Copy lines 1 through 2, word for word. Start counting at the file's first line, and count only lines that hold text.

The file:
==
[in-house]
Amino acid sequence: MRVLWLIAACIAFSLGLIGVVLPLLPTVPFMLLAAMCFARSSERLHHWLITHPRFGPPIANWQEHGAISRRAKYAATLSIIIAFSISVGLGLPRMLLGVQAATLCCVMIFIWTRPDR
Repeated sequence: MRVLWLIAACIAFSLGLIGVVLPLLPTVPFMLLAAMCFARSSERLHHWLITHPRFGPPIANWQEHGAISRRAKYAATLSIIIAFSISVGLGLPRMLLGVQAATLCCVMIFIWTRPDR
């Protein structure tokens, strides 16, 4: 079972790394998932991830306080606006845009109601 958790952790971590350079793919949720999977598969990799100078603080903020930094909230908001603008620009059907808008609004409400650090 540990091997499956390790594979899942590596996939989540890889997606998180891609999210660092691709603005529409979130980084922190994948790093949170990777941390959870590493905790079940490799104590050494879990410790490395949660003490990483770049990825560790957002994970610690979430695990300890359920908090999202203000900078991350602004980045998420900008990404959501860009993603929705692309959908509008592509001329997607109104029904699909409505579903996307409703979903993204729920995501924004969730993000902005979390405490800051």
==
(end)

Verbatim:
[in-house]
Amino acid sequence: MRVLWLIAACIAFSLGLIGVVLPLLPTVPFMLLAAMCFARSSERLHHWLITHPRFGPPIANWQEHGAISRRAKYAATLSIIIAFSISVGLGLPRMLLGVQAATLCCVMIFIWTRPDR